This Chemist's Story Should Become a Movie

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James Marsh is an ordinary chemist, just keeping his head down and doing his job. But when he sees a murderer go free, he has to do something crazy. Something like . . . chemistry.

It's possible that John Bodle committed the world's most useful murder. He put arsenic in his grandfather's coffee. He wasn't alone. In 1832, when the murder was committed, arsenic had acquired the nickname "inheritance powder." Arsenic poisoning was not a great way to go. If victims were lucky, they got a headache, got drowsy, and lapsed into a coma. Less lucky victims got vomiting and diarrhea followed by convulsions.

Bodle's case hinged on the testimony of James Marsh, a chemist, who had tested the coffee for arsenic. Unfortunately, the existing test was not particularly sensitive. It involved exposing the suspicious substance (usually a liquid) to hydrogen sulfide. Within a few minutes, a yellow powder would precipitate out of the liquid. This only worked for a few hours. Eventually, the precipitate would disappear, and the liquid would turn clear. A clear bottle did not tend to convince juries. It certainly didn't convince Bodle's jury.


Marsh was angry when Bodle went free. He was even angrier when Bodle outright confessed to the crime once he was out of danger. He was so angry that he spent the next few years developing a test for arsenic that was both sensitive, and would leave him something to show juries.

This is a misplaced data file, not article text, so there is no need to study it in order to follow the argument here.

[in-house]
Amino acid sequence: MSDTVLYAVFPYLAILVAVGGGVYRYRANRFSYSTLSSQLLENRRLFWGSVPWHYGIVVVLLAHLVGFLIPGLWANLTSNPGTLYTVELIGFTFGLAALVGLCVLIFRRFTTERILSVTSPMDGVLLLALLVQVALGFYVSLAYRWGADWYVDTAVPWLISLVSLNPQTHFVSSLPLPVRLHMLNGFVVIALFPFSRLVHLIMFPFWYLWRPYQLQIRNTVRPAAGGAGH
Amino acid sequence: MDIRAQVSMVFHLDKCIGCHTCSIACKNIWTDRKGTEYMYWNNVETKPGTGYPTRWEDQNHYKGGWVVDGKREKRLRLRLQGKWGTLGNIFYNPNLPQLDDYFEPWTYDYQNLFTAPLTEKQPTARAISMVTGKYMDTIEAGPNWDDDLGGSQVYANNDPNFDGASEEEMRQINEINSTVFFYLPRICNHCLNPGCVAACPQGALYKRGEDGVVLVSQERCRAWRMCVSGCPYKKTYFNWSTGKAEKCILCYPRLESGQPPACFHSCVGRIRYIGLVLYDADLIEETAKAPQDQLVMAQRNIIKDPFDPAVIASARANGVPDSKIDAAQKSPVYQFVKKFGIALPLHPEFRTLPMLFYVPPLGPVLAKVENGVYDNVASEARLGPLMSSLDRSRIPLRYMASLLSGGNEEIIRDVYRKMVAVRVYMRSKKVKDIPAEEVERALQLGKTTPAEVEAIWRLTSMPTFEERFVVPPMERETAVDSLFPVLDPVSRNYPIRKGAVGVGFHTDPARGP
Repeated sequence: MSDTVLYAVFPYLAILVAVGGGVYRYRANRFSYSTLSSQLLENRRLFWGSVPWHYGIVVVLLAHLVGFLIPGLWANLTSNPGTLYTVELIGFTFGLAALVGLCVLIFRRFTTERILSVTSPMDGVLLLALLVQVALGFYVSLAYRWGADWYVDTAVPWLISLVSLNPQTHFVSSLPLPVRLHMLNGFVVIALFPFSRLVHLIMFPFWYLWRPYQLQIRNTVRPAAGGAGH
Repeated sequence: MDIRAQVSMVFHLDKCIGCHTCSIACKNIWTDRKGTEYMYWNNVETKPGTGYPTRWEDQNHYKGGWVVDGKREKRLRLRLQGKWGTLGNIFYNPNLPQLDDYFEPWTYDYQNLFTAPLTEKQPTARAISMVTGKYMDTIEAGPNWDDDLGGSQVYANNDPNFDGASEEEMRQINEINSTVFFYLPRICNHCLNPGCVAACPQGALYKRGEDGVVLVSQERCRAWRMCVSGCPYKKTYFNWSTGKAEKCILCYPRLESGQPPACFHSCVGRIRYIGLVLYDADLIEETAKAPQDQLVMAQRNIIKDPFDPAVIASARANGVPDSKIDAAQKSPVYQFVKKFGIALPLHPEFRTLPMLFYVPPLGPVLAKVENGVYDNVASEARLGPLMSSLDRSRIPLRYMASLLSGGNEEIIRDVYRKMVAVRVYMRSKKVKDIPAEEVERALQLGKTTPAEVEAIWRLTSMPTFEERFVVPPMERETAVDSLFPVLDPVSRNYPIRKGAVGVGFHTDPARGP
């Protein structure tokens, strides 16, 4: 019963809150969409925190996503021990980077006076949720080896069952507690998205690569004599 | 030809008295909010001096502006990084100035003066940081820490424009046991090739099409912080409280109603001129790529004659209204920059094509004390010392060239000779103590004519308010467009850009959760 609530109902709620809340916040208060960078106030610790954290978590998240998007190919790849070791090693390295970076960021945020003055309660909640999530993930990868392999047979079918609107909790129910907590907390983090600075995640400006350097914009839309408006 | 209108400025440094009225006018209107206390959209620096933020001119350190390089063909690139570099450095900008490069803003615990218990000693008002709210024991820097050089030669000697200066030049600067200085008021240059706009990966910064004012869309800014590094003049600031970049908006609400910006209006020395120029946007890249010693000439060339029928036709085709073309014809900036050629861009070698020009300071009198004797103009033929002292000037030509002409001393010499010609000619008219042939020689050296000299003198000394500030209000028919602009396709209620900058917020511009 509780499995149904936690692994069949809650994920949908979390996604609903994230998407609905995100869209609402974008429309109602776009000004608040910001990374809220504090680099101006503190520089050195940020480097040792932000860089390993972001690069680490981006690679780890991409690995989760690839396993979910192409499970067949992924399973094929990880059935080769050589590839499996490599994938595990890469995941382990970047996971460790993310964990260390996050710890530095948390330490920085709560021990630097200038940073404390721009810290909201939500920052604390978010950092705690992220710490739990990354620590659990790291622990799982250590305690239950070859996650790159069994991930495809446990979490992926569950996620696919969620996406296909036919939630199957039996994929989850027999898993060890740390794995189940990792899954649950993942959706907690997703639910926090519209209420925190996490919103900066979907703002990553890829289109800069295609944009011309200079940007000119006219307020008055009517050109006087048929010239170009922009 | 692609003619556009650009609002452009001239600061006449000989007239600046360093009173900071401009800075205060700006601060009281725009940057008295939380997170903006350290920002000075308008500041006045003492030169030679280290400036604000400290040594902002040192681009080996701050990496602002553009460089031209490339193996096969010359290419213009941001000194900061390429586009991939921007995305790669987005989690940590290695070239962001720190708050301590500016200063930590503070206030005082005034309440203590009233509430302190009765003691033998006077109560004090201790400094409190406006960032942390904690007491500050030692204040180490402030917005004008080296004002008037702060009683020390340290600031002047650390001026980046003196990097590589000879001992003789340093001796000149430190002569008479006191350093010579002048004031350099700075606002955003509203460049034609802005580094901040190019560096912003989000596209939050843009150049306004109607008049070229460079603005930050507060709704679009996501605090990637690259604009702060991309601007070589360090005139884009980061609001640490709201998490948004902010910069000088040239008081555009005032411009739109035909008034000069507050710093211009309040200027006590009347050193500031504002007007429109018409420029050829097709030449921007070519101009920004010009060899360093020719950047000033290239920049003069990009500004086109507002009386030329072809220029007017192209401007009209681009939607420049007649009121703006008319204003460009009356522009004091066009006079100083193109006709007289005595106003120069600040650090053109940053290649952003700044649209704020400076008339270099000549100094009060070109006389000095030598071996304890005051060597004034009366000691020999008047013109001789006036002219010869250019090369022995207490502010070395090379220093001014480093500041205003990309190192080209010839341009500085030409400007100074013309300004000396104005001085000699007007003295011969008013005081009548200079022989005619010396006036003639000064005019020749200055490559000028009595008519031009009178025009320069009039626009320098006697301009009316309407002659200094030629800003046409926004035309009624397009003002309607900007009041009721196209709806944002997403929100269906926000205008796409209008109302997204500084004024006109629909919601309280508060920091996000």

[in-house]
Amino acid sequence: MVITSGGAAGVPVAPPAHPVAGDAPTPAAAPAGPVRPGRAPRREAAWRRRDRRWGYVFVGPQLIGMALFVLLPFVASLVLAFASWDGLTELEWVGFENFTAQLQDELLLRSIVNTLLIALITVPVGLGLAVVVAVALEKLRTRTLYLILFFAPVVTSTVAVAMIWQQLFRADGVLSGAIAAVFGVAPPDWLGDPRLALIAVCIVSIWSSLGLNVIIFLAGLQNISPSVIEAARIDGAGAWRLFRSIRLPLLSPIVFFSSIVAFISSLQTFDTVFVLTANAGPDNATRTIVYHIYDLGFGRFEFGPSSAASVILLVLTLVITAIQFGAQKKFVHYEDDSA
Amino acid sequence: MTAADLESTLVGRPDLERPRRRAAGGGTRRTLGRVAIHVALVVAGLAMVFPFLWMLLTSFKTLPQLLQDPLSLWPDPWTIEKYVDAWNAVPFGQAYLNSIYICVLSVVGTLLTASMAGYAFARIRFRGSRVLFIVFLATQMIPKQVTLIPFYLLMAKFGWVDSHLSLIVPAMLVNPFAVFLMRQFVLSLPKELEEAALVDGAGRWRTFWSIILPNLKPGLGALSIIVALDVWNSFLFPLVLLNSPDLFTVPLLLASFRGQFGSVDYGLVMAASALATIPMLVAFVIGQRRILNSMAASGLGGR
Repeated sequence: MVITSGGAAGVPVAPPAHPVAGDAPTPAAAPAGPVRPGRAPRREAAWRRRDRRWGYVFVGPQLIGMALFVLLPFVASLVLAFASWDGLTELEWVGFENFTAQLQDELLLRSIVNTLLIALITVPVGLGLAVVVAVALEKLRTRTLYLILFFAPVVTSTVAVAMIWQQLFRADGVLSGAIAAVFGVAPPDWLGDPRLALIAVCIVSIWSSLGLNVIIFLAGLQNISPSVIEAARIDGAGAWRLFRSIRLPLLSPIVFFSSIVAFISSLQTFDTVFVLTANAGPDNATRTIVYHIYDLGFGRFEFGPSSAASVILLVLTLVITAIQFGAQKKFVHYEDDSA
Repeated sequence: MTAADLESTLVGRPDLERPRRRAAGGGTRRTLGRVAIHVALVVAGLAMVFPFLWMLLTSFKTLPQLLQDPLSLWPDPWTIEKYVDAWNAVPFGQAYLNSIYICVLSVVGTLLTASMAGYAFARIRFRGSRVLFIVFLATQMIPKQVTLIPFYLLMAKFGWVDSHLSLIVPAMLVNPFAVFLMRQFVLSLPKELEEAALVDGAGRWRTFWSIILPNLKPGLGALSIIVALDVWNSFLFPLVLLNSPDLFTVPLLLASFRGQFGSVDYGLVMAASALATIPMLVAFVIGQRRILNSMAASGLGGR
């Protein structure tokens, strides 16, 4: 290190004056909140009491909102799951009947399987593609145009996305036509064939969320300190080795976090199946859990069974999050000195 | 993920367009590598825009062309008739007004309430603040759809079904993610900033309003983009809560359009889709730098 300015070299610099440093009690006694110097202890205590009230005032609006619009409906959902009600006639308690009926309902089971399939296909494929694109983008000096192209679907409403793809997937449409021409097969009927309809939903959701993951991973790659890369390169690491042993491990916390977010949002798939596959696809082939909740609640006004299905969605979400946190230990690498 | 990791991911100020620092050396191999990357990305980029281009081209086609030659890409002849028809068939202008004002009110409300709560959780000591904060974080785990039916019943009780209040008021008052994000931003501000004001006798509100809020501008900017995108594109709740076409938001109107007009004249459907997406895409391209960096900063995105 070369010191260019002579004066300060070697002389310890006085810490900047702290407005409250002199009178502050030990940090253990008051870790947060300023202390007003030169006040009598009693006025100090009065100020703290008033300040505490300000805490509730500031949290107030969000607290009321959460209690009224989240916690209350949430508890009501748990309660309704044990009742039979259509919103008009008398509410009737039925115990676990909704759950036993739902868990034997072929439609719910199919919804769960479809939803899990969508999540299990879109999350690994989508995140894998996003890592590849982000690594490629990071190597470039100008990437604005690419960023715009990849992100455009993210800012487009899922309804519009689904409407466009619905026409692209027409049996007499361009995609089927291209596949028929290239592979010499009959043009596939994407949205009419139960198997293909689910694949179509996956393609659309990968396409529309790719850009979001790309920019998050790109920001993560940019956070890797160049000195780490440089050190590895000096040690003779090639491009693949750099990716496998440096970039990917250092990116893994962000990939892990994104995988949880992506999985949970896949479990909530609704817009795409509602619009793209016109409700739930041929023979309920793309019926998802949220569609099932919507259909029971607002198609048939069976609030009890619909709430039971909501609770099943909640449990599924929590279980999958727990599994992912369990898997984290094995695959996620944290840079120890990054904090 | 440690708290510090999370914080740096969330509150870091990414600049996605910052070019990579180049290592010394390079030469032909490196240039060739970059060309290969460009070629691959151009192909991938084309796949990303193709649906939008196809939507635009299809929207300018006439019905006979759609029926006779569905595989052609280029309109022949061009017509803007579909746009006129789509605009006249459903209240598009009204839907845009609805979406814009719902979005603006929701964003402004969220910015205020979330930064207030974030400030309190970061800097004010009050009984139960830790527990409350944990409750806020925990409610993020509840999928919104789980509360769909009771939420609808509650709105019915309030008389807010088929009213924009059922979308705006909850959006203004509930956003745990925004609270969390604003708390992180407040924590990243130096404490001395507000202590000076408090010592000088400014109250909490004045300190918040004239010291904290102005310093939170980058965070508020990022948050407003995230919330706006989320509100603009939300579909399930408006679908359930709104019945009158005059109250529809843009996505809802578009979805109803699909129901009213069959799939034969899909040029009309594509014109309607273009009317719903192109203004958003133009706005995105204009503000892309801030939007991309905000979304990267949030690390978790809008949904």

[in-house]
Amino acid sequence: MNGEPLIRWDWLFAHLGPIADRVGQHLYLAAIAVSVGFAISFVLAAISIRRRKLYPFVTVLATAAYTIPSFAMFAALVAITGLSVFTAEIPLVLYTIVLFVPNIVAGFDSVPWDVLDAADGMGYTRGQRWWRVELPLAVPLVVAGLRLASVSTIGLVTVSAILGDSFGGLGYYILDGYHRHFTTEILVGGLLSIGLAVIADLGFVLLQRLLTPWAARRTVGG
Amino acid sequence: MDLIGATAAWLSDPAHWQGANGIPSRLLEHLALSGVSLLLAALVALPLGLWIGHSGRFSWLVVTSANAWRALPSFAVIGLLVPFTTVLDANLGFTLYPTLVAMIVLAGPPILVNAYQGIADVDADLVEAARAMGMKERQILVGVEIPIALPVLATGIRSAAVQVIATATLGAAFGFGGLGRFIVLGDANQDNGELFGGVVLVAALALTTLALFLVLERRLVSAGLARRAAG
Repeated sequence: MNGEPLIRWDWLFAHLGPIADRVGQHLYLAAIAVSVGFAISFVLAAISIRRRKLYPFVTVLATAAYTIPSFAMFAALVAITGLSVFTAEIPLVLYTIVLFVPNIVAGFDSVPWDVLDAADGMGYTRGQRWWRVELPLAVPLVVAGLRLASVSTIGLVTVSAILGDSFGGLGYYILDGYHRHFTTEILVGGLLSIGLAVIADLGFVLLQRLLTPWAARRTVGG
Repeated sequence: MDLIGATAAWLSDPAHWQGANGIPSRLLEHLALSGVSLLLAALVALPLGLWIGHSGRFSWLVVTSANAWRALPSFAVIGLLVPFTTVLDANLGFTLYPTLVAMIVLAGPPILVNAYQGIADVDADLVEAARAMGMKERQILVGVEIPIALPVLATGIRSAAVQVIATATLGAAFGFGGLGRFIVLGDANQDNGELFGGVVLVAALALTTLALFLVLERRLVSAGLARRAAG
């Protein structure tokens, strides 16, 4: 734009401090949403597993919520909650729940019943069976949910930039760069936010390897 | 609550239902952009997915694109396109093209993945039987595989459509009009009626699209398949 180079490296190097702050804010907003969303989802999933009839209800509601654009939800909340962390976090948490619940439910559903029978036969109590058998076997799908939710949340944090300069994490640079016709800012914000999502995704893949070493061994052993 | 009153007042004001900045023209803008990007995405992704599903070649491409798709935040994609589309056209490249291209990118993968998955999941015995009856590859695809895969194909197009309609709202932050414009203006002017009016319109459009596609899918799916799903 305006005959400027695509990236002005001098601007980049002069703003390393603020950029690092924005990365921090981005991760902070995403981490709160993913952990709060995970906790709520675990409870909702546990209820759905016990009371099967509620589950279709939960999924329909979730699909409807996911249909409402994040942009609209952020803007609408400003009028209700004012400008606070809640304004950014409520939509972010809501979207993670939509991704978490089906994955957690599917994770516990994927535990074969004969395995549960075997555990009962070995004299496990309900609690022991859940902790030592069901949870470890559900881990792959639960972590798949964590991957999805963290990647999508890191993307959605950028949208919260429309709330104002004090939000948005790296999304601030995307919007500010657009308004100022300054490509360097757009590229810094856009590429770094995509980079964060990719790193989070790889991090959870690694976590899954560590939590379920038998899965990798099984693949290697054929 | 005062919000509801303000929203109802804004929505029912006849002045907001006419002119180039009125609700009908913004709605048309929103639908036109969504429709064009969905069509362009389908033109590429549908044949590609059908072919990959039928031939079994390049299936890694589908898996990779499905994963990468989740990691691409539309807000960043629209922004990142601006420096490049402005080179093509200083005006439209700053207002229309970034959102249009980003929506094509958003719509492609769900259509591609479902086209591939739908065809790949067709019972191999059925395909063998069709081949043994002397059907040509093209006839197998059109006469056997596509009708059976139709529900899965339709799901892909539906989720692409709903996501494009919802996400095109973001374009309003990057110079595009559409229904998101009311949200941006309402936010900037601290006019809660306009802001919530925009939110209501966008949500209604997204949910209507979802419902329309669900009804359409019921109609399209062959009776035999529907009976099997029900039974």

Marsh's test was just a little more complicated than the existing one, but got an entirely different result. He added zinc and sulfuric acid to the mix. He knew that the zinc would strip away any companions the arsenic might have found, and leave with some extra electrons on its hands. He also knew that, when exposed to acid, this electron-rich arsenic would turn to gas. When gas leaked from the solution, he heated it. Arsenic is a metalloid. Heating the gas and letting that heated gas flow over a glass surface leaves a shiny metal gleam on the glass that doesn't go away.

In 1840, Marsh took his new test to a new trial. Marie Lafarge was accused of murdering her husband with arsenic. The Marsh test showed the jury tangible evidence, and Lafarge was convicted. Unlike Bodle, she never confessed, which gives us a rather bitter ending to the story. Although the Marsh test was so reliable that it was used into the 1970s, many people still believed that Lafarge was innocent, and Marsh was a villain.


[Via The Marsh Test, Forensic Toxicology, Prefiguring the Arsenic Wars.]